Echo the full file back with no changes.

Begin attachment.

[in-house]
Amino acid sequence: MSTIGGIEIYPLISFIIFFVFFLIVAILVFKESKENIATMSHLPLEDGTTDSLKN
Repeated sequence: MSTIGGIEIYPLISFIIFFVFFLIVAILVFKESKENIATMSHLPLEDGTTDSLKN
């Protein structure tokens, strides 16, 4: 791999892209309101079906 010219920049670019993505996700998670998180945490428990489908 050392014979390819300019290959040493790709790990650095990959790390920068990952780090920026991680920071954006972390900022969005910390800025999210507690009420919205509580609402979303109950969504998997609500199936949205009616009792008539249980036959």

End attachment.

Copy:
[in-house]
Amino acid sequence: MSTIGGIEIYPLISFIIFFVFFLIVAILVFKESKENIATMSHLPLEDGTTDSLKN
Repeated sequence: MSTIGGIEIYPLISFIIFFVFFLIVAILVFKESKENIATMSHLPLEDGTTDSLKN
């Protein structure tokens, strides 16, 4: 791999892209309101079906 010219920049670019993505996700998670998180945490428990489908 050392014979390819300019290959040493790709790990650095990959790390920068990952780090920026991680920071954006972390900022969005910390800025999210507690009420919205509580609402979303109950969504998997609500199936949205009616009792008539249980036959």